puts

ception

own measure himself

on

of poetic per the

empyreal

summit, or settles in the shallows of

com

monplace.

cannot be too often repeated that

It

Emerson

s

poetry

is,

above

all

its

felici

with moral purport and motive.

ties, alive

Emerson no more

deals

in

art

for art s

sake than you build your house for the dis play of a cornice and picturesque angles.

has to say leaps forth from an a weight of com overpowering burden

What he

of the pulsion restrained up to the point irresistible.

made the

as

it

His poetry is

is

received and

not so

much

retold.

It is

mouth-piece of the moral sentiment,

the transpiration of original and primitive

promptings

the breath of the Oversoul.


64

And is

yet there

is

no part of

its

form that

The

not carefully studied and shaped.

most wayward as

paragraph, are

run,

ied

the

indentations

sense

of

and type stud

strictly

The pedant,

plan.

and

scansion

never went

rhythm

a

after

adjusted

and conscientious

whose

most frolicsome

the

line,

balanced

than

farther

Pope

heroic couplet, looks up confounded at

s

it,

and thinks he has discovered an escape from Bedlam.

He

finds his

"

settled liter

ary opinions and tastes disturbed," and he has no conception of any other.

The

late

Prof.

Reed, who made some

acute observations on this limited literary sense, said

"

:

It is the highest attribute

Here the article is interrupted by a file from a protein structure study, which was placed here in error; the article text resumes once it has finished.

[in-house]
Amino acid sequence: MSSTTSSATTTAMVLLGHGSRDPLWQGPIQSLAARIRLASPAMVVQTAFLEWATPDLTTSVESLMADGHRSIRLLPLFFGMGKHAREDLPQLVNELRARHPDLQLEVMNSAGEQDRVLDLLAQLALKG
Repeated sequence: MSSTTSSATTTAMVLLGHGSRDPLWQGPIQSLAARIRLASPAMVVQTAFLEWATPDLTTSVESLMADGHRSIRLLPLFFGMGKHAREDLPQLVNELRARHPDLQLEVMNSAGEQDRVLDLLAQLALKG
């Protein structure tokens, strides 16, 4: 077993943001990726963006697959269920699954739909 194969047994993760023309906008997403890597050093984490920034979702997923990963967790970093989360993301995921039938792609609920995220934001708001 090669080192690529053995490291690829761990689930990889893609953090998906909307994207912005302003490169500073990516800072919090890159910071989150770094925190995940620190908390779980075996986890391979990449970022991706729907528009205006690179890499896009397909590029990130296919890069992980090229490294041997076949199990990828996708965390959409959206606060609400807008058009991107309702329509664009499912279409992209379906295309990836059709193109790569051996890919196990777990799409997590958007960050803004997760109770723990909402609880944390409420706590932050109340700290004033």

of

original

powers to enlarge the sphere of

human

sensibility.

how

Think, for

the light of Spenser

s

instance,

imagination at

once disclosed to view the untraveled tudes of his mavelous allegory.

When

a poet of

original

*

powers

lati

*

*

arises,


65 his very originality

can be shown only by

extending the light of his genius to regions of thought and feeling unillumined

original

dwells

genius

:

Each poet of

an atmosphere

him must

"

who

of his own, and he

Emerson

live in s

*

it.

for a brief

it

attitude

to

know

seeks to

learn to breathe

must needs

before."

in

In another place he says

*

space."

the universe has

a certain resemblance to Swedenborg is

but

s,

without the slightest touch, though, of

that hallucinated seer

s

mechanical contrivance.

an immanent

spirit

ences between pression.

dogma, and

He

coarse,

reports from

the closest correspond

the soul and material ex

There

is

wonder; even the the hue of miracle.

no

limit to his reverent

slightest thing takes I

am

his

his

verses, of

applying to his ear

The convolutions 5

on

often reminded,

manner of evolving Wordsworth s curious child,

by

He

of a smooth-lipped shell.


66

As the roaring

sea,

unseen and afar

his

continual

awe and wonder,

sky,

and

sea

speak to

rapture with Nature to

spiration

Shown

Rhodora

!

if

This charm

score of examples, I

The Rhodora

:

the sages ask thee why wasted on the earth and sky,

is

its

if

eyes were

own

made

for seeing,

excuse for being

Why thou wert there, O I never thought to ask my

con

"

is

Then beauty

But, in